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" He's here in double trust ; First, as I am his kinsman and his subject, Strong both against the deed ; then, as his host, Who should against his murderer shut the door, Not bear the knife myself. Besides, this Duncan Hath borne his faculties so meek,... "
The Plays of William Shakspeare: Comedy of errors ; Macbeth ; King John ... - Page 98
by William Shakespeare, Alexander Chalmers - 1847
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The Dramatic Works of William Shakspeare: To which are Added His ...

William Shakespeare - 1821
...h« great thane „f b^ŁelS' and ?h ' he rid« v uet met and : >tis »*« Scene VII. MACBETH. 47« Not bear the knife myself. Besides, this Duncan Hath...great office, that his virtues Will plead like angels, trcmpet-tongued, against The deep damnation of his taking-oil' : And pity, like a naked new-born babe,...
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The Dramatic Works of William Shakespeare, in Ten Volumes: All's well that ...

William Shakespeare - 1823
...instructions, which, being taught, return To plague th' inventor : This even-handed justice Commends th' ingredients of our poison'd chalice To our own lips....trumpet-tongued, against The deep damnation of his taking.oil': And pity, like a naked new-born babe, Striding the blast, or heaven's cherubin, hors'd...
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The plays of William Shakspeare, pr. from the text of the ..., Volume 4

William Shakespeare - 1823
...shut the door, Not bear the knife myself. Besides, this Duncan Hath borne his faculties so meek 2 , hath been So clear in his great office, that his virtues...naked new-born babe, Striding the blast, or heaven's cherub in, hors'd i If the assassination, &c.] Of this soliloquy the meaning is not very clear; I have...
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The British Theatre: Or, A Collection of Plays, which are Acted at ..., Volume 5

Mrs. Inchbald - English drama - 1824
...end-all, here, But here, upon this bank and shoal of time ! — We'd jump the life to come — But, iu these cases, We still have judgment here, that we...trumpet-tongued, against The deep damnation of his taking-off: I have no spur To prick the sides of my intent, but only Vaulting ambition, which o'erleaps itself,...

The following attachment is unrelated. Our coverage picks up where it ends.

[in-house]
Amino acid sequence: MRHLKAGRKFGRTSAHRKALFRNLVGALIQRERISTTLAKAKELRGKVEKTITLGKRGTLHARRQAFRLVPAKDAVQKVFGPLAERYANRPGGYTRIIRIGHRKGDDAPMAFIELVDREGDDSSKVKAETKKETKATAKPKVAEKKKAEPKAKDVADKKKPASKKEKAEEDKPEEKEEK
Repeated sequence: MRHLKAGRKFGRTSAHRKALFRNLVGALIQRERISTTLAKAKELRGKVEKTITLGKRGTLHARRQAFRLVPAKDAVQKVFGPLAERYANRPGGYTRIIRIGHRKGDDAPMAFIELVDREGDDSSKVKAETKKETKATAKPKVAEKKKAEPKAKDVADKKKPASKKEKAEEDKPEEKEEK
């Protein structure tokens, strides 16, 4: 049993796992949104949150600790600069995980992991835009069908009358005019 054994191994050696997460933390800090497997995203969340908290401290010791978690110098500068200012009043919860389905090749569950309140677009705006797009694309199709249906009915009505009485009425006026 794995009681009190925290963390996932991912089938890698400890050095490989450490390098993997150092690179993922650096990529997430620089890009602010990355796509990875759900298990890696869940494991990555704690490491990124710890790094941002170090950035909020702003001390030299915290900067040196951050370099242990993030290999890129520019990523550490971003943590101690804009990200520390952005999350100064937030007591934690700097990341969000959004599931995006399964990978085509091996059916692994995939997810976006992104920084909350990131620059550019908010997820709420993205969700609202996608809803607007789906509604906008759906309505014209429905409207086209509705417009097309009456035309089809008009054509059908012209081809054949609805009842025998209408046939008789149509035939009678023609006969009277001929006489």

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The Plays, Volume 4

William Shakespeare - 1824
...his subject, * Subject to accompt. f An officersu called from his placing the dishes on the table. Strong both against the deed ; then, as his host,...babe, Striding the blast, or heaven's cherubin, hors'd Upon the sightless couriers* of the air, Shall blow the horrid deed in every eye, That tears shall...
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The Phrenological Journal and Miscellany, Volume 1

Phrenology - 1824
...approbation, which, in him, seems to be a far stronger feeling than the sense of moral obligation : Besides, this Duncan Hath borne his faculties so meek,...taking-off! And pity, like a naked new-born babe. Stridmg the blast, or heaven's cherubin, hors'd tlpon the sightless couriers of the air, Shall blow...
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The Beauties of Shakespeare: Selected from Each Play : with a General Index ...

William Shakespeare, William Dodd - Fore-edge painting - 1824 - 385 pages
...knife myself. Besides, this Duncan Hath borne his faculties so meek, hath been So clear in his groat office, that his virtues Will plead like angels, trumpet-tongued,...babe, Striding the blast, or heaven's cherubin, hors'd Upon the sightless couriers* of the air, Shall blow the horrid deed in every eye, That tears shall...
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The Dramatic Works of William Shakespeare: Accurately Printed from ..., Volume 1

William Shakespeare - 1824
...-mbject. Strong both against the deed : then, as his host. Who should against his murderer shut the dnor. Not bear the knife myself. Besides, this Duncan Hath...great office, that his virtues Will plead like angels, trumpet-tongned, against The deep damnation of his taking-nil : And pity, like a naked new-born babe,...
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The Family Shakspeare ... in which Nothing is Added to the Original Text ...

William Shakespeare - 1825
...poison'd chalice 1 An officer so called from his placing the dishes on the table. ' Subject to acccompt. To our own lips.' He's here in double trust: First,...babe, Striding the blast, or heaven's cherubin, hors'd Shall blow the horrid deed in every eye, Upon the sightless couriers 5 of the air, To prick the sides...
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The dramatic works of William Shakspeare, with notes ..., Part 19, Volume 4

William Shakespeare - 1826
...Latin commendo, to commit, to address, to direct, to recommend. Thus in All's Well that Ends Well :— To our own lips. He's here in double trust: First,...trumpet-tongued, against The deep damnation of his taking off: And pity, like a naked new-born babe, Striding the blast, or heaven's cherubin, hors'd...
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